This better defining and disciplining of how a machining facility runs results in shops that function more like integrated units rather than islands around each machine, and therefore it results in shops that are easier to redeploy for new purposes or new owners. The system itself, once proven, might also be the template for building upon an acquired shop.
One category of technology is so valuable here that it might merit attention as a separate item on this list: enterprise resource planning (ERP) software. Shops have gotten more serious about ERP in recent years. Commitment to an ERP system, and using that system to organize all a shop’s departments and operations, makes it easy for a shop to integrate its efforts with those of another shop in another location running on the same platform. If two shops have the same ERP system and follow the same commitment and conventions in using it, then in a very real way their language, culture and thinking are close to alike.
Cases of parts machined overseas that have literally been relocated to the U.S. might be uncommon, but that narrow view of reshoring overlooks the extent to which decisions about new production frequently favor domestic manufacturing. Manufacturing is migrating as new work gradually replaces old — a shift that was underway even before the pandemic taught the nation about supply chain vulnerability — and that migration favors acquisition. OEMs that want to hold manufacturing closer either acquire manufacturers who were formerly independent, or seek domestic suppliers that are large enough (perhaps because of their own merger or acquisition) to efficiently supply their needs.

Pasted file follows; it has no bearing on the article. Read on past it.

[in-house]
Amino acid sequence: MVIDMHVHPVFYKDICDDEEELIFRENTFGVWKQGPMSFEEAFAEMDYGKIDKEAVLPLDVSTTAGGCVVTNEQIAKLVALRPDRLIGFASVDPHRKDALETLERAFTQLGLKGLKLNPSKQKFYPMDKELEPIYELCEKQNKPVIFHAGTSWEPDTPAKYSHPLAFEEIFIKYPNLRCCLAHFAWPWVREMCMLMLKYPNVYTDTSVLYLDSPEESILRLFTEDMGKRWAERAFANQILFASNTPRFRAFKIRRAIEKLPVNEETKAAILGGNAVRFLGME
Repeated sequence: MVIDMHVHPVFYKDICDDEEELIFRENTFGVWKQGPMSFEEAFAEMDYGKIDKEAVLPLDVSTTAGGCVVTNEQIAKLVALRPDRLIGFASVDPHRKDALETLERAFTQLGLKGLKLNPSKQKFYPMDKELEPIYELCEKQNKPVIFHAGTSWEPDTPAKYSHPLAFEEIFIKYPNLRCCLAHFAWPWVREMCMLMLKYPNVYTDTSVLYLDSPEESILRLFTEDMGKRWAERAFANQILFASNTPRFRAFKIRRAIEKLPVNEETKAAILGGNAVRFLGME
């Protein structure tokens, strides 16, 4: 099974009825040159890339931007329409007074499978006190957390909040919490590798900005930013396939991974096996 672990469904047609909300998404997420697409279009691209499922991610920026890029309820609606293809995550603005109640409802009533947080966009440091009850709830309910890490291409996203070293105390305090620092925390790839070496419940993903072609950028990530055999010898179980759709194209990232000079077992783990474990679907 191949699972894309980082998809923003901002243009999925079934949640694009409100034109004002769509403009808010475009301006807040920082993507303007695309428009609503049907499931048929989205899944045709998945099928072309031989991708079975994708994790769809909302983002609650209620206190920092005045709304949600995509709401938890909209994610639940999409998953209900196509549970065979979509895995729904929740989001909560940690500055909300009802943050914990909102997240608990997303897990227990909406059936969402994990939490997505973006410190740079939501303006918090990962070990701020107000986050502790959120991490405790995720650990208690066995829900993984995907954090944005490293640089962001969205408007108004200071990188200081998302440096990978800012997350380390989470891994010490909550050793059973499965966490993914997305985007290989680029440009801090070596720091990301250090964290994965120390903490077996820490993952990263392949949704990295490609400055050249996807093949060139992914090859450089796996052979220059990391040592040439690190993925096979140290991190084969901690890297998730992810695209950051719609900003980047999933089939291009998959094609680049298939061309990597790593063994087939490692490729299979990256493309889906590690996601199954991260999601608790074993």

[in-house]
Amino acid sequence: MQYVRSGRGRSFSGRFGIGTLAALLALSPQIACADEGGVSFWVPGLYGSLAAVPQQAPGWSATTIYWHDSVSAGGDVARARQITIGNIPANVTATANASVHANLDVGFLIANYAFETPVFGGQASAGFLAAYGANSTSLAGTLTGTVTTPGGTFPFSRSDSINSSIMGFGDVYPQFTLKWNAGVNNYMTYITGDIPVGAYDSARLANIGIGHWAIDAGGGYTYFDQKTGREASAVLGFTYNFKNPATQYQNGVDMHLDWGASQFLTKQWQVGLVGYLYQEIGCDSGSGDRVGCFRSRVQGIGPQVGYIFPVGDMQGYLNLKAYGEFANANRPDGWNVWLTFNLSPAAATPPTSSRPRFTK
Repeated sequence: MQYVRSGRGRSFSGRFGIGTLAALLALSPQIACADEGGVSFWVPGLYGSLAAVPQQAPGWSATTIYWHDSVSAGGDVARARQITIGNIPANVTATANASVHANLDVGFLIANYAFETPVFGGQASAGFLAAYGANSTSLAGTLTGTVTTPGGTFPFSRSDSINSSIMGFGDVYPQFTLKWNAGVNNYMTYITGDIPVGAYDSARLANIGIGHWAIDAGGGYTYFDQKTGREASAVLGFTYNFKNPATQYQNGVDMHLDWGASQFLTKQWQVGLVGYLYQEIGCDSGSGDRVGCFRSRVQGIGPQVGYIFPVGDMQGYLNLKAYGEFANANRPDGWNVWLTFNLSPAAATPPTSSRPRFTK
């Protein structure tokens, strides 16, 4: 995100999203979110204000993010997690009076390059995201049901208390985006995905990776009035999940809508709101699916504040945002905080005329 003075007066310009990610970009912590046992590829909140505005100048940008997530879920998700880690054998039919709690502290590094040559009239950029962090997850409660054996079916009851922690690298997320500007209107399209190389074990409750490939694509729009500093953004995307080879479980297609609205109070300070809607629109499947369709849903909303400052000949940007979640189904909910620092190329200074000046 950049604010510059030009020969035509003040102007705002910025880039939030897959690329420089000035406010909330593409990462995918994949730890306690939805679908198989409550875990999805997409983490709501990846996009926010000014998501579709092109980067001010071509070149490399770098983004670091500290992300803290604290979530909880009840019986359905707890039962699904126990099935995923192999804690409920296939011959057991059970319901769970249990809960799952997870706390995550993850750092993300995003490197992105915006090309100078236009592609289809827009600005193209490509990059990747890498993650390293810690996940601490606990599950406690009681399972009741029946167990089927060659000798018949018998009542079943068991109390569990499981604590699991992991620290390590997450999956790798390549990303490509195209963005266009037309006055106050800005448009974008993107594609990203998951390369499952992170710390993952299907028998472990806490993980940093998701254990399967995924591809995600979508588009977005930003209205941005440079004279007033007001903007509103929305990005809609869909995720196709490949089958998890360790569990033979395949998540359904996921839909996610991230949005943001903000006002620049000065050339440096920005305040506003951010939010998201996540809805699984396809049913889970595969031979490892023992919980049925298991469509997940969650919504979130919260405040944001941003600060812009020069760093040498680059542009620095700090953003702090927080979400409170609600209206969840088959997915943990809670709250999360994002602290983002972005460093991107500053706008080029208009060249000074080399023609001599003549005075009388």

4. Changing Attitude
The negative spirit once associated with manufacturing — dreary work, in decline, etc. — is now largely gone. That impression, as false as it always may have been, had an effect on the desirability of investing in manufacturing, and this cloud is lifting.
Today, the view of manufacturing by people under 40 is more fair. Plenty recognize it as an area of opportunity, an area of advancing technology such as additive manufacturing and the chance for significantly greater automation, and a pursuit that is in ascendancy given the trends of reshoring and reexamination of supply chains. Both financial investors looking for growth opportunities and entrepreneurial investors looking to commit their energy and attention are drawn to manufacturing now.
5. Changing Reach
Machining used to be more regional. In earlier decades, a shop was more likely to get its work from customers in and around its home city. For many shops, of course, this is still true. But to a large extent, shops have shifted their attention outside their communities, focusing instead on customers nationally within the sectors the shop can serve well. And several pressures arise from this change in focus.
For example, within a region, a shop offering limited types of machining services can find the work just for these operations. But OEM customers outside the region are likely to prefer a one-stop shop with many services — a need encouraging the shop to merge or acquire. In addition, focusing on a particular sector leads to sector-specific costs that are easier to amortize across a larger organization (back again to quality certifications). Then there is simply sales and marketing: This, too, becomes a more sophisticated effort that makes more sense in the service of a larger organization.
In other words, much more than demographics is happening to drive machine shops’ changes in ownership. A new generation of shop owners is arriving, to be sure. But at the same time, shops are acquiring and being acquired because opportunities favor this, because technology and systemization facilitate it, and because how we think about machining has changed.